It is the remapping of the Self and the configuration of a hybrid identity, simultaneously unique and universal as a result of exile and displacement, that George Awde’s photographs of young Syrian refugees in Beirut represent. Their defiant look, their uncertain, precarious and idle lives, and the forced transition from youth to adulthood are brought to the foreground. The identity of his subjects becomes a tricky, ambiguous field where the senses of strangeness, loss, nostalgia, and a need of belonging somewhere are blended with a permanent self-criticism and continual adaptation to new circumstances. It might be worth mentioning that one of the photographs has been hanged at such a low height that it forces viewers to look down, perhaps in an attempt to place it at the eye level of a child instead of an adult. According to Fellrath, Awde went back to Beirut to photograph the same children years later.
Awde’s works are not innocent and neutral representations of the refugees, as they contain a certain political and critical bent, and are not the only bitter references to contemporary issues. Siska’s video, recorded with a Super 8 camera, shows the poorly-preserved interior of Beirut’s Electricité du Liban building (Lebanese Electricity), allowing the artist to censure the corruption of Beirut’s ruling powers as well as the electrical problems the city faces. This is also the case with Aya Haidar’s Return to Sender, an installation comprised of a series of stamped United Nations envelopes posted to the Middle East, pinned on a corkboard and manipulated by the artist. By erasing and rewriting the messages on paper, she subverts the original meaning, satirically criticising the character of the UN while dealing with issues related to boundaries, displacement, and memory.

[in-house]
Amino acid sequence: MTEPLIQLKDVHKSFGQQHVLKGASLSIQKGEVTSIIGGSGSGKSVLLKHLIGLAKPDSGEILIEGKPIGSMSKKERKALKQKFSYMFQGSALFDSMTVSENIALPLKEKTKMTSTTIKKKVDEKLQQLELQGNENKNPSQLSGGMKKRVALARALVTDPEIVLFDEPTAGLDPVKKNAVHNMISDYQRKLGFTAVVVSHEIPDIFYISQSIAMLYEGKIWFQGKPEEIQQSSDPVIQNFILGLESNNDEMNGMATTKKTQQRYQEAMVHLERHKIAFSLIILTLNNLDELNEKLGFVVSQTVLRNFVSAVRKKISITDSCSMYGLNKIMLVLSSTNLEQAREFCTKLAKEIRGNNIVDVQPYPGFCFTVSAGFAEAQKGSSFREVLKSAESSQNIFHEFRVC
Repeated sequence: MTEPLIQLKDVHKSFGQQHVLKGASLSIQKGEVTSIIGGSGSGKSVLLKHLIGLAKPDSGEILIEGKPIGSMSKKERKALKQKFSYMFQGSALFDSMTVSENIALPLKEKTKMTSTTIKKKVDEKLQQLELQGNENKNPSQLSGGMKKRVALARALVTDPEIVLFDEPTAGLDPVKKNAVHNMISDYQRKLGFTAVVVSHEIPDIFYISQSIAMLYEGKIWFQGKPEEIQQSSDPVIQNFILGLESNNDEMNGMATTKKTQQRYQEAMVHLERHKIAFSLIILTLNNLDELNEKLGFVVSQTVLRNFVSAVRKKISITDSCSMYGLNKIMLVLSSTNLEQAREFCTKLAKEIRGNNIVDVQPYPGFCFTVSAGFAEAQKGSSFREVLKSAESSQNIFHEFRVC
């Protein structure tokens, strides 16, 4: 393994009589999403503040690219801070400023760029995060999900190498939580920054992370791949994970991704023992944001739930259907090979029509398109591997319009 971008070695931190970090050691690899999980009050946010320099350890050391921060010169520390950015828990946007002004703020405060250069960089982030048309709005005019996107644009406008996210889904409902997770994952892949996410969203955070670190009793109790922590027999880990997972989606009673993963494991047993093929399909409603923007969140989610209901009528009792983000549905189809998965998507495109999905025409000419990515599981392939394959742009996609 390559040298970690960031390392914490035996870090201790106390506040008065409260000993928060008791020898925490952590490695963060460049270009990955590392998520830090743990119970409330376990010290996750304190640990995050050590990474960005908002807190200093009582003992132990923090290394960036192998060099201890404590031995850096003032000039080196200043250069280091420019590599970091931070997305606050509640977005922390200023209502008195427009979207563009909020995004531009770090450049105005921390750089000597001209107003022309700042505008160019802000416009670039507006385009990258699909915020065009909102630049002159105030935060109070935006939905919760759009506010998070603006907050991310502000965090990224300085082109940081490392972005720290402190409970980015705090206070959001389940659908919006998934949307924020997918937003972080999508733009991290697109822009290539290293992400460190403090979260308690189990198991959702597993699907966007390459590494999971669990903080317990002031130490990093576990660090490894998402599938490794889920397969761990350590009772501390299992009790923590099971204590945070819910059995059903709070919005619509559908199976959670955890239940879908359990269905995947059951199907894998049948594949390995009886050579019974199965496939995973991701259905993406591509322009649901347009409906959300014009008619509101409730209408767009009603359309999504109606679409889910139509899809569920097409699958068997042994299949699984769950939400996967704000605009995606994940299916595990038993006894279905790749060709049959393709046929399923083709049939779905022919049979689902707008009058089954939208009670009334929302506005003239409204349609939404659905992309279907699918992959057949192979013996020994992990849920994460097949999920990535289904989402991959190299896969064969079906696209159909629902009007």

Nour Bishouty also works with such themes in Instead of a Resolution: Inside/Outside, an installation of rubber imprints of stamp marks discovered in a woman’s passport. This piece can be seen as a way of giving shape to memories, of tracing a person’s steps and journeys all over the world throughout their life, paradoxically freezing the dynamics of migration and travel. It is interesting to see how the artist transforms the memories of numerous trips into rubber, ‘preserving the un-preservable … and bridging the material image with the intangible one’, as the exhibition catalogue notes.